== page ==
Don’t take my work for it. Read what researchers have found from the fields of neuroscience, psychology and management. When we are happier at work, we are more engaged, more productive and we have a sense of purpose. In short there is no one right answer, because we all define happiness a little differently, but with a shift in our thinking we can have a sense of purpose, be engaged, have greater resilience, and be kinder to others.
The most popular class at Yale is the course on Happiness. Exploring that class curriculum and neuroscience commentary from the Greater Good Science Center at the University of California at Berkeley I would like to offer five steps to bringing you happiness in your life. Four of these steps are well documented in various articles.
Take five minutes a day as you start your day to reflect on what you are grateful for each morning. Why? This simple activity can provide you with chemicals and hormones that can stay with you up to 8 hours and help you have a better attitude throughout the day. How easy is that. You can do this when you shave or put on makeup and brush your teeth in the morning or while commuting to work. It is easy and can really make a difference.
When you have negative feelings it is very important that you label these and share how you feel. This can be with a close friend or in a journal. Perhaps you are upset with someone at work. You want to send a nasty email, but know you should not do that right now. Instead of writing an email on line, maybe you can open a blank Word Document (that way you won’t actually send an email by accident) and write your commentary. Look at the next day. Should you edit it and send it? Should you let it go? Just the fact that you labeled your negative feelings should help.
Realize at the end of the day that you did the best you could today. Let it go. Sharing this concept with an executive forum an executive said he was severely chastised once for telling his boss it was “good enough” so he would never use that phrase. In that case maybe the phrase should have been “I gave it my very best effort”. The point is to not blame yourself or others and to reflect at the end of each day that you really did your best. Reflect and let it go in prayer, meditation or reflection
Appropriate touch is important. At work that may mean a fist bump or a handshake. With someone close to you that may mean a hug, a pat on the back or a similar show of affection. We all need appropriate touch. If not with another human, then with a pet. The point is that appropriate touch with others goes a long way towards happiness.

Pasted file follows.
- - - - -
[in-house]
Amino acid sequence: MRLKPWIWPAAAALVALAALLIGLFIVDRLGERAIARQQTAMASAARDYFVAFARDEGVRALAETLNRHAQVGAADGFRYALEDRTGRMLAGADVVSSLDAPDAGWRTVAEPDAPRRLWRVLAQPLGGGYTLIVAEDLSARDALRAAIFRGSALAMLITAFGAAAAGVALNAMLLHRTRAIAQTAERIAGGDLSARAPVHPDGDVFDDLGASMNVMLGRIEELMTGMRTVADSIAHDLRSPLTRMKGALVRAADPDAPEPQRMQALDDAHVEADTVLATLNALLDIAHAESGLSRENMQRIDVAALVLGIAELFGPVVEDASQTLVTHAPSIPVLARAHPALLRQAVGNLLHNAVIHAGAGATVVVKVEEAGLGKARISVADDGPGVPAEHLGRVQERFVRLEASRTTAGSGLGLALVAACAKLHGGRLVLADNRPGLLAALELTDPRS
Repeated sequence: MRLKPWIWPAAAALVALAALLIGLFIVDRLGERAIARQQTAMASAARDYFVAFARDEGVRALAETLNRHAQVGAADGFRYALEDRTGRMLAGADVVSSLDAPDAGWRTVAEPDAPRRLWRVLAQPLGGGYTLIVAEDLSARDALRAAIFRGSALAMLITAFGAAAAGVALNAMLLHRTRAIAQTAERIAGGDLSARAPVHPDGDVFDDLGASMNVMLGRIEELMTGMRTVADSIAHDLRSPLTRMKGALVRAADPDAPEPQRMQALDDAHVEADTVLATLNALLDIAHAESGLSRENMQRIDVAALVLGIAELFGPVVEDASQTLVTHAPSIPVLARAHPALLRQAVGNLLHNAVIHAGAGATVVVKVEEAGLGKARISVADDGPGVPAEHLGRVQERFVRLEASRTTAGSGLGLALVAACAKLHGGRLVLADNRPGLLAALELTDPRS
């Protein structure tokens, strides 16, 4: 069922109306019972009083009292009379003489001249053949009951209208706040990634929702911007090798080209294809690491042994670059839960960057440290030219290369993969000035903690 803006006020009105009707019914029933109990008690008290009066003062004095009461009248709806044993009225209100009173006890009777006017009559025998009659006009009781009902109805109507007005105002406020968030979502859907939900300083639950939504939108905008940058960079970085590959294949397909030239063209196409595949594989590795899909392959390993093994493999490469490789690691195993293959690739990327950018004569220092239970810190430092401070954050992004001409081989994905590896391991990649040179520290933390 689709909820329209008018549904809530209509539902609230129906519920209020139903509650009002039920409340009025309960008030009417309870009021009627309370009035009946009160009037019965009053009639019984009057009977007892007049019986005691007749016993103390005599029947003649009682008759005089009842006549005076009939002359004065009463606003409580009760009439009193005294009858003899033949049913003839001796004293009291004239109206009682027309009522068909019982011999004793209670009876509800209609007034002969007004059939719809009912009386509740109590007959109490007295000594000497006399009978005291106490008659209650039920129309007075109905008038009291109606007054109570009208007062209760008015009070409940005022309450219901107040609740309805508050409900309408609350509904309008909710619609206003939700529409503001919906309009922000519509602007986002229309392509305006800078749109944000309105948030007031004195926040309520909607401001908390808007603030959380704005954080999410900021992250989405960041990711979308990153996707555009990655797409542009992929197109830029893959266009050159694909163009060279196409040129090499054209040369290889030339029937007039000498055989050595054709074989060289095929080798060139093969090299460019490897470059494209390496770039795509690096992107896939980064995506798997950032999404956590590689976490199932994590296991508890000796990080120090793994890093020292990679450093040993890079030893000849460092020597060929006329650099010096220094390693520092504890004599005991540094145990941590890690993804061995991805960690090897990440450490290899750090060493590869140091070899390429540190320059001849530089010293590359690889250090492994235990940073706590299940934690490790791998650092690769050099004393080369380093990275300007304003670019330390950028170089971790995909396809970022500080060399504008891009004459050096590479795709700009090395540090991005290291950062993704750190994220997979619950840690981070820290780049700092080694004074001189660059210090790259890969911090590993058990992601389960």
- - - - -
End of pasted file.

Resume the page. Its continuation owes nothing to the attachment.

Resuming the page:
It is suggested that at least 10 minutes a day and optimally 20 minutes a day twice a day set aside for meditation, prayer or reflection helps clear out the pre-frontal cortex (consider this a reboot for the brain) and allows your brain the chance to clear your thoughts. We unfortunately over stimulate our brains with our smart phones and other devices. They can also negatively impact the way we sleep. This is not healthy. Instead, if you set aside time to clear your head each day. This can go a long way towards giving you a happier disposition towards life.
This article from the Greater Good Science Center from the University of California at Berkeley offers all kinds of links and insights and was my starting inspiration for this blog.
Contact me to speak to your group or consult with you. Check out my website, books and content. I am an international speaker. I speak on how to overcome conflict with collaboration by taking advantage of the collaboration effect TM enhancing relationships, resources and revenues. My service areas are related to helping clients resolve conflict : business to IRS, business to business and within businesses. I have written 11 books including The Servant Manager and Peaceful Resolutions. I may be contacted directly at email@example.com and at (651) 633-5311. [Michael Gregory, NSA, ASA, CVA; MBA]
About the author
Mike Gregory is a professional speaker, an author, and a mediator. You may contact Mike directly at firstname.lastname@example.org and at (651) 633-5311. Mike has written 12 books (and co-authored two others) including his latest book, The Collaboration Effect: Overcoming Your Conflicts, and The Servant Manager, Business Valuations and the IRS, and Peaceful Resolutions that you may find helpful. [Michael Gregory, ASA, CVA, MBA, Qualified Mediator with the Minnesota Supreme Court]